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Hark From The Tombs

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Froin the tomb of the Credit Mubilier swindler the doleful voice of the once gushing and frolicksome Colfax again speaketh. A delegation of Indiana " statesmen" have been to the sepulchre, under the impulse of a noble but siightly irrational loyalty, entreating the sheeted figure to come forth and run for Uongress. The sheeted figure, however, declines to come. He declines in a communication, which, while proving that the grave in no essential respect changes the identity of politicians, also proves that the capacity lor cant and cheap piety is not of necessity shuffled off with the mortal coil. In a tone that must have awakened lively reeollections of the happy past, when the saintly Schuyler exhorted Suriday schools, impelled the temperance car, and graciously smiled upon enterprising ïailroad speculators, he, the ethereal, says, after refusing to recross the Styx for any possible Congressional honors : " I have found, too, that the truest happiness in life is in being out of office, and master of one's own time and movementa. And, therefore, no possible inducement or contingency, that I can either imagine or foresee, could tempt me to desire a return to Congressional life, with what are so well known to be its caros aud toils, its injustice and falsifications, its envyings and all uncharitableness." As to the possibility of calling up spirits from the vasty deep, we have until now been sceptical. From this time forth, however, . are we spiritists. There can be no mistake about this communication. The rhetoric is that of our late Vice-President, and the sentiment also. Even as we knew him to be dead we are now convinced of his veritable existence in another and higher sphere. Who but he could have recalled " the falsifications, the envyings and the uncharitableness" of the Oakes Ames legislators ? There are no lips but his that could have dropped without contortion so impressivo and lofty a sentiment as this: " I have faithfully striven to serve my country with such industry, fidelity and integrity as to have a conscience void of offense toward God or man." We almost weep when we reflect that this great soul shall no more be seen in the halls of Washington. Our tears are only restrained by recalling his beautiful life and remembering that his examplo will be for all future time a lamp to the anibitious youth who may feel iuspired to serve their kindby forwarding with their right hand the cause of religión while frugally gathering with their left the spoils of the ungodly. m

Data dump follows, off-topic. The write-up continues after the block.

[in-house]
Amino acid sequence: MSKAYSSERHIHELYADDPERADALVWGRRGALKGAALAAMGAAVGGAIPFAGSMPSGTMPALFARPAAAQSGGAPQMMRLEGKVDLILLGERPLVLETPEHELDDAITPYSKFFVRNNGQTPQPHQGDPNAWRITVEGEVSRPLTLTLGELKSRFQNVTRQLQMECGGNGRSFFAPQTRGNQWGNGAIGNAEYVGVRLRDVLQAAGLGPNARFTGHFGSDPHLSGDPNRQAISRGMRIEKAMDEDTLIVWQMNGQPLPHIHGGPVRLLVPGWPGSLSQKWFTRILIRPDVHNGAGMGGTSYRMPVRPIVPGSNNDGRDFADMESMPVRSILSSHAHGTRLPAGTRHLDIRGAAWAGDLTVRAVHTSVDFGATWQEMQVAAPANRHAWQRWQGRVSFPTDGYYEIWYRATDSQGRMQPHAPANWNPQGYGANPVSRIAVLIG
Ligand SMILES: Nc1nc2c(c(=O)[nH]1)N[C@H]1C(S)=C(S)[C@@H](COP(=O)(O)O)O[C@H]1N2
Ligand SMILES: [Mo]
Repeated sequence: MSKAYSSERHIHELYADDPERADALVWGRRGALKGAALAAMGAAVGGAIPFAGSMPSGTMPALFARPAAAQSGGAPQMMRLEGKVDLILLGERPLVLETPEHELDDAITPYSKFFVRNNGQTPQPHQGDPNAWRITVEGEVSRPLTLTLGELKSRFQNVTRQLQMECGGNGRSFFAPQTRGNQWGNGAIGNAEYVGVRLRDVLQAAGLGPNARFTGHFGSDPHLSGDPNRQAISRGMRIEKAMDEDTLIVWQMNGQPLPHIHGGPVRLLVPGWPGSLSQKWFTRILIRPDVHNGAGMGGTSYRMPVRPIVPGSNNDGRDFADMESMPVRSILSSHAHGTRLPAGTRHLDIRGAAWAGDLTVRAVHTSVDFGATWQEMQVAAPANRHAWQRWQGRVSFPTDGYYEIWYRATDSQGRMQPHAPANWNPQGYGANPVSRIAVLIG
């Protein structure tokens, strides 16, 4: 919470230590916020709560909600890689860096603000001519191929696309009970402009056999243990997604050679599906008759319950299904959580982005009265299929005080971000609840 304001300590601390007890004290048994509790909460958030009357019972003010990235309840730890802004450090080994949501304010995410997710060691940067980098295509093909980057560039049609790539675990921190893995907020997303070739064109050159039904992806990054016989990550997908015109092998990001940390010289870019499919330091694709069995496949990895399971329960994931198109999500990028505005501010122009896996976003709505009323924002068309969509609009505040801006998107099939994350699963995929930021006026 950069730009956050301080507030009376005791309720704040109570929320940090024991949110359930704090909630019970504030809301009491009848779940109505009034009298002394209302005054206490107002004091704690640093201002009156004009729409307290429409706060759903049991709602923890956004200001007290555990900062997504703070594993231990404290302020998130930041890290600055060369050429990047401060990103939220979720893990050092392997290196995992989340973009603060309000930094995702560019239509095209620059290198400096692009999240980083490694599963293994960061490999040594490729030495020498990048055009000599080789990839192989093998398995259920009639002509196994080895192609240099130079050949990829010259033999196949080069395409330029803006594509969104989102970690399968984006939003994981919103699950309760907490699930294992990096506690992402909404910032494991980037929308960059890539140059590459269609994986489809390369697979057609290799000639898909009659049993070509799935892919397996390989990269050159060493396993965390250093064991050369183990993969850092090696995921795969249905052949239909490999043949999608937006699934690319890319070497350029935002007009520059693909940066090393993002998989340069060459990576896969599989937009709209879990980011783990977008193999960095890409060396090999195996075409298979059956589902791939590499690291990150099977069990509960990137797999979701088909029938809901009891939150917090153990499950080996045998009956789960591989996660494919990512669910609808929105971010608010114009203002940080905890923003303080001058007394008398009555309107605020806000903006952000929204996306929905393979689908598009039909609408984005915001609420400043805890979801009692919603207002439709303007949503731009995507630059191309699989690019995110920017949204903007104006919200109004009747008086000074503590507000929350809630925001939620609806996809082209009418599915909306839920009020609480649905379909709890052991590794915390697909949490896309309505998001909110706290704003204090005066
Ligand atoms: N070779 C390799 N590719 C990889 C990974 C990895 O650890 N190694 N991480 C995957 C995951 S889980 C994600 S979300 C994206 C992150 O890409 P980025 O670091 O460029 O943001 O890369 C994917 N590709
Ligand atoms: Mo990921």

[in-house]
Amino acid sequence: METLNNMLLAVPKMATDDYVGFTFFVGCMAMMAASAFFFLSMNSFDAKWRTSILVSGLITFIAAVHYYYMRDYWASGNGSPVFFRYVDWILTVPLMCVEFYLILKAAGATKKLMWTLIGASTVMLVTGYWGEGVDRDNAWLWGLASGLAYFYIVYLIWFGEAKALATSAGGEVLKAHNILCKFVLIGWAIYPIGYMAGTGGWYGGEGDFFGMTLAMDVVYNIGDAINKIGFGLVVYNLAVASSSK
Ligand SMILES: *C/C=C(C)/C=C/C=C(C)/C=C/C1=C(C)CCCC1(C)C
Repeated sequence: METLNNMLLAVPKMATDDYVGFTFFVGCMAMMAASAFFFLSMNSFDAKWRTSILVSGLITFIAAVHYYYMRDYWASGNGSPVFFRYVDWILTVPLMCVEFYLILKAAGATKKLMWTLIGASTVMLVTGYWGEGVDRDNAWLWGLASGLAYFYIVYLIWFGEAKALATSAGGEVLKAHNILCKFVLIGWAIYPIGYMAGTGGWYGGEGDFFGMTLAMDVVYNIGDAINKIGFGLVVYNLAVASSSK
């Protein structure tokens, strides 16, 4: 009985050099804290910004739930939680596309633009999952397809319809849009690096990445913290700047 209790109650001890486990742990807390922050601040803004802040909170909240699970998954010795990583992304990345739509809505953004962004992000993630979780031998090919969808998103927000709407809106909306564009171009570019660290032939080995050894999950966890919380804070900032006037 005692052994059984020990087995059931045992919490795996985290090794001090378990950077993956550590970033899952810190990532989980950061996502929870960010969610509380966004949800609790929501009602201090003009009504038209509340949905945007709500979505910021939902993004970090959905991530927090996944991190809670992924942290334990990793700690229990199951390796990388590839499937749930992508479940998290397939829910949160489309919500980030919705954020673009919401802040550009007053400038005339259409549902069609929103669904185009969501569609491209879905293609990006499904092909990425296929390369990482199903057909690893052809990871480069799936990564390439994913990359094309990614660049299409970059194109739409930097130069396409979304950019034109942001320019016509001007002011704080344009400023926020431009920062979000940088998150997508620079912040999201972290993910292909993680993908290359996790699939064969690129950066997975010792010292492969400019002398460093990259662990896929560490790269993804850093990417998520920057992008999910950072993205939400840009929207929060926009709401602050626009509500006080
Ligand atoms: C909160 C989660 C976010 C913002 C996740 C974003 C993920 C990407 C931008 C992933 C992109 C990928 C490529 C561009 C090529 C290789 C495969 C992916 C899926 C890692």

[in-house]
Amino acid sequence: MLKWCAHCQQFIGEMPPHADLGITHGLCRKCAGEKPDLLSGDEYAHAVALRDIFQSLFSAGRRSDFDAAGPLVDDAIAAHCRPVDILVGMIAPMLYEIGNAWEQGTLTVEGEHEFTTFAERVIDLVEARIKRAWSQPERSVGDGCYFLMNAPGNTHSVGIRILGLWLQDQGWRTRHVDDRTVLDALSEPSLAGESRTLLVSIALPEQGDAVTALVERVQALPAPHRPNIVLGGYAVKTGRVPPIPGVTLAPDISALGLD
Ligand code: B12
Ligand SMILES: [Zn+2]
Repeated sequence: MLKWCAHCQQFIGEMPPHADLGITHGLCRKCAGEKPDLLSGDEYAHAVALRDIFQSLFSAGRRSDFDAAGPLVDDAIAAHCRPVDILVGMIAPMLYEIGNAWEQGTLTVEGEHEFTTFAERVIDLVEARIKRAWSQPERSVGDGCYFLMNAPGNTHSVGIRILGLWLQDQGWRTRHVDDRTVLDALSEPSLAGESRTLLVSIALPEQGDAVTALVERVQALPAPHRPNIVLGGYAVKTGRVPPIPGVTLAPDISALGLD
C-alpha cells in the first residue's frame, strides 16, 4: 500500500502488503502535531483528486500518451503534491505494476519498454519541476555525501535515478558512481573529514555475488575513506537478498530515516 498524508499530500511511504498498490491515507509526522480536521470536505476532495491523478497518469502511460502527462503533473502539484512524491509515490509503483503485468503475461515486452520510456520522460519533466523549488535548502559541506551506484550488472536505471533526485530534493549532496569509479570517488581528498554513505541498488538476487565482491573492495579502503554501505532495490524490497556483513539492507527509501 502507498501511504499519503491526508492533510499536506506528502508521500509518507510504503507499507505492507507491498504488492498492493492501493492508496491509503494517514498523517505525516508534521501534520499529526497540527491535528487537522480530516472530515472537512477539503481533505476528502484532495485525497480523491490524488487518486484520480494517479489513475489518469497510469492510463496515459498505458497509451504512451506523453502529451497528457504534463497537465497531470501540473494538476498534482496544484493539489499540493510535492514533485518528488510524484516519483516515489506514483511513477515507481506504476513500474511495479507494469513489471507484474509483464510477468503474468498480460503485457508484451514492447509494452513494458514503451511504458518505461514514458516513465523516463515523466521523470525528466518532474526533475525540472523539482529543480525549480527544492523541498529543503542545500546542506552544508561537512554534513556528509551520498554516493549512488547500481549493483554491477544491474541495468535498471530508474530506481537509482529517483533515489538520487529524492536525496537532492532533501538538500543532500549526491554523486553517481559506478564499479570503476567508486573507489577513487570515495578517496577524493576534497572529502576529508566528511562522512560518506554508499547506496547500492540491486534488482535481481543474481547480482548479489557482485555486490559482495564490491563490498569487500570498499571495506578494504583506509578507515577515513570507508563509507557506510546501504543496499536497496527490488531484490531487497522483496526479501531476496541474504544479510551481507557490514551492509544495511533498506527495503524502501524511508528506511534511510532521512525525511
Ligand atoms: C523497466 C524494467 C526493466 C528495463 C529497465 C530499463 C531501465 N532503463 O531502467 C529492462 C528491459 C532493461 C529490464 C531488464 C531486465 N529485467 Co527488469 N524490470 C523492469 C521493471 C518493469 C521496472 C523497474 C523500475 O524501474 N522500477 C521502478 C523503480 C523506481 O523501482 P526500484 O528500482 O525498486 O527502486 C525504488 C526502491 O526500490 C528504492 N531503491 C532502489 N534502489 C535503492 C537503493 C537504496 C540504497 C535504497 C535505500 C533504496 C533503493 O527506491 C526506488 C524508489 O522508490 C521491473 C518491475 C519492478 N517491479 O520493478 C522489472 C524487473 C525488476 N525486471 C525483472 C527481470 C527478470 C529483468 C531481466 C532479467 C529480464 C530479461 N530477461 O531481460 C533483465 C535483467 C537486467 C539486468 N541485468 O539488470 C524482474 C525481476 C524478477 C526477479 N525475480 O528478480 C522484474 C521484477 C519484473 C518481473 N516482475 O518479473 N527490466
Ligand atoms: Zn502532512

Old News
Michigan Argus